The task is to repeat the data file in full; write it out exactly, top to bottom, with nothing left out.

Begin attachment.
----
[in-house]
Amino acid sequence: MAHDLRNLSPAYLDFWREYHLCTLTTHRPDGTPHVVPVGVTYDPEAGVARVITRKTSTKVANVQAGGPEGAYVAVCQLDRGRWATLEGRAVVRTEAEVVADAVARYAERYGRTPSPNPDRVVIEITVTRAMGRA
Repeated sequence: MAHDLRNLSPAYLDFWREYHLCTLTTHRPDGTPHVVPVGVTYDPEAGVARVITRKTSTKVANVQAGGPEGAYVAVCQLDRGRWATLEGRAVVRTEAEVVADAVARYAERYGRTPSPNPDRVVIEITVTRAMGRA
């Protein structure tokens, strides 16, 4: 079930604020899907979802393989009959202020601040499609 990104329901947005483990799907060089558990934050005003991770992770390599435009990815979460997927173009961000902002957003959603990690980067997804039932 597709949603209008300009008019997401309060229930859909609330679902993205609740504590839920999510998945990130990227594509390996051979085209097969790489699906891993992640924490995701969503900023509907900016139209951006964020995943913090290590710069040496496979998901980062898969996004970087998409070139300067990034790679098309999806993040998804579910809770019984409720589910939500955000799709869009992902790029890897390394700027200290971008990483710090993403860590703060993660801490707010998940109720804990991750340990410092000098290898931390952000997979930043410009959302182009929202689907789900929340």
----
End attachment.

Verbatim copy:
[in-house]
Amino acid sequence: MAHDLRNLSPAYLDFWREYHLCTLTTHRPDGTPHVVPVGVTYDPEAGVARVITRKTSTKVANVQAGGPEGAYVAVCQLDRGRWATLEGRAVVRTEAEVVADAVARYAERYGRTPSPNPDRVVIEITVTRAMGRA
Repeated sequence: MAHDLRNLSPAYLDFWREYHLCTLTTHRPDGTPHVVPVGVTYDPEAGVARVITRKTSTKVANVQAGGPEGAYVAVCQLDRGRWATLEGRAVVRTEAEVVADAVARYAERYGRTPSPNPDRVVIEITVTRAMGRA
């Protein structure tokens, strides 16, 4: 079930604020899907979802393989009959202020601040499609 990104329901947005483990799907060089558990934050005003991770992770390599435009990815979460997927173009961000902002957003959603990690980067997804039932 597709949603209008300009008019997401309060229930859909609330679902993205609740504590839920999510998945990130990227594509390996051979085209097969790489699906891993992640924490995701969503900023509907900016139209951006964020995943913090290590710069040496496979998901980062898969996004970087998409070139300067990034790679098309999806993040998804579910809770019984409720589910939500955000799709869009992902790029890897390394700027200290971008990483710090993403860590703060993660801490707010998940109720804990991750340990410092000098290898931390952000997979930043410009959302182009929202689907789900929340």